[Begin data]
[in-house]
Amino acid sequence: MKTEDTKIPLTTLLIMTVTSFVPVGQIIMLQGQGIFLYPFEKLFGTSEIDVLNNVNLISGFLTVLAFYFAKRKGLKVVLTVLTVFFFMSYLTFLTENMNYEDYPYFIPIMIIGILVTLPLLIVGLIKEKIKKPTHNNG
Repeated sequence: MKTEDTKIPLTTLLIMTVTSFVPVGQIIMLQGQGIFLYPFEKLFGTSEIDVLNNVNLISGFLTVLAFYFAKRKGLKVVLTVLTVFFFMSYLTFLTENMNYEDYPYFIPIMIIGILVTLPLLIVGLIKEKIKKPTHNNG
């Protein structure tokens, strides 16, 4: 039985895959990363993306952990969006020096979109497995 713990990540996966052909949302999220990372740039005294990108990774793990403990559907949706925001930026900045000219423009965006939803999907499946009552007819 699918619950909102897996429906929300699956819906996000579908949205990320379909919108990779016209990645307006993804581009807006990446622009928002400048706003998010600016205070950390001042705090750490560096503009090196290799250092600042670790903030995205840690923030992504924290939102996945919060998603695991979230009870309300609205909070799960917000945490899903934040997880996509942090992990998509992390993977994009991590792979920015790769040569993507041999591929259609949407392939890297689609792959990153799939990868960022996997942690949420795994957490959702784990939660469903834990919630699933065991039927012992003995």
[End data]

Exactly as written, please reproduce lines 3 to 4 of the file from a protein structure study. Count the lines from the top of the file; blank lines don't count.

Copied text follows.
Repeated sequence: MKTEDTKIPLTTLLIMTVTSFVPVGQIIMLQGQGIFLYPFEKLFGTSEIDVLNNVNLISGFLTVLAFYFAKRKGLKVVLTVLTVFFFMSYLTFLTENMNYEDYPYFIPIMIIGILVTLPLLIVGLIKEKIKKPTHNNG
């Protein structure tokens, strides 16, 4: 039985895959990363993306952990969006020096979109497995 713990990540996966052909949302999220990372740039005294990108990774793990403990559907949706925001930026900045000219423009965006939803999907499946009552007819 699918619950909102897996429906929300699956819906996000579908949205990320379909919108990779016209990645307006993804581009807006990446622009928002400048706003998010600016205070950390001042705090750490560096503009090196290799250092600042670790903030995205840690923030992504924290939102996945919060998603695991979230009870309300609205909070799960917000945490899903934040997880996509942090992990998509992390993977994009991590792979920015790769040569993507041999591929259609949407392939890297689609792959990153799939990868960022996997942690949420795994957490959702784990939660469903834990919630699933065991039927012992003995």